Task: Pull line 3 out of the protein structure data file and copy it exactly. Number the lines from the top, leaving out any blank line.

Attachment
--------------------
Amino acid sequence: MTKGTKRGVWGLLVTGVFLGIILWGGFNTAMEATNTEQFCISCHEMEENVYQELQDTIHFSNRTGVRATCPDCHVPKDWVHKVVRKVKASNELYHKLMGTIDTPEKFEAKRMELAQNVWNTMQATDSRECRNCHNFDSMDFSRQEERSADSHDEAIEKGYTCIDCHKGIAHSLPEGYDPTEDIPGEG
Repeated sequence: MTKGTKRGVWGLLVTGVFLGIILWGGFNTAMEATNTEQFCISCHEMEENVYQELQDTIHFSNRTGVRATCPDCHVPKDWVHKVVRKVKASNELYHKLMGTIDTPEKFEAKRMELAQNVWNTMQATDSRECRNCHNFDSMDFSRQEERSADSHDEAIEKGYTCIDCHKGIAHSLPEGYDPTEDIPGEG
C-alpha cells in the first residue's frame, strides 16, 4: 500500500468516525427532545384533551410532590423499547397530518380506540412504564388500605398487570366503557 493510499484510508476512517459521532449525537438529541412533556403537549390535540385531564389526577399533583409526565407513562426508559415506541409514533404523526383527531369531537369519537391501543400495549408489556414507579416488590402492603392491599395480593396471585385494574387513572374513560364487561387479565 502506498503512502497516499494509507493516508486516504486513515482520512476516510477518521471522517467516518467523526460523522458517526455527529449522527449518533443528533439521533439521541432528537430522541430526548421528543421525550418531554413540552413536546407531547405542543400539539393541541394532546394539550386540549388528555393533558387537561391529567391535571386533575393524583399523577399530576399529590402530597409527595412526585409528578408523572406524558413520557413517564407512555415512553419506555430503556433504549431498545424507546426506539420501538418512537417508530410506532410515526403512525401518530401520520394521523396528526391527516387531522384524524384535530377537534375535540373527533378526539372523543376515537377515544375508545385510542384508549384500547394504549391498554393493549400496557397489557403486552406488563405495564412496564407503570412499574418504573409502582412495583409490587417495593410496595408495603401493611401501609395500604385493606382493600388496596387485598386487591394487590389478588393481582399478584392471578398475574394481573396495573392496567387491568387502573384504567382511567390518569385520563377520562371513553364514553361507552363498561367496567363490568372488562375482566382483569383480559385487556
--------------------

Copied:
C-alpha cells in the first residue's frame, strides 16, 4: 500500500468516525427532545384533551410532590423499547397530518380506540412504564388500605398487570366503557 493510499484510508476512517459521532449525537438529541412533556403537549390535540385531564389526577399533583409526565407513562426508559415506541409514533404523526383527531369531537369519537391501543400495549408489556414507579416488590402492603392491599395480593396471585385494574387513572374513560364487561387479565 502506498503512502497516499494509507493516508486516504486513515482520512476516510477518521471522517467516518467523526460523522458517526455527529449522527449518533443528533439521533439521541432528537430522541430526548421528543421525550418531554413540552413536546407531547405542543400539539393541541394532546394539550386540549388528555393533558387537561391529567391535571386533575393524583399523577399530576399529590402530597409527595412526585409528578408523572406524558413520557413517564407512555415512553419506555430503556433504549431498545424507546426506539420501538418512537417508530410506532410515526403512525401518530401520520394521523396528526391527516387531522384524524384535530377537534375535540373527533378526539372523543376515537377515544375508545385510542384508549384500547394504549391498554393493549400496557397489557403486552406488563405495564412496564407503570412499574418504573409502582412495583409490587417495593410496595408495603401493611401501609395500604385493606382493600388496596387485598386487591394487590389478588393481582399478584392471578398475574394481573396495573392496567387491568387502573384504567382511567390518569385520563377520562371513553364514553361507552363498561367496567363490568372488562375482566382483569383480559385487556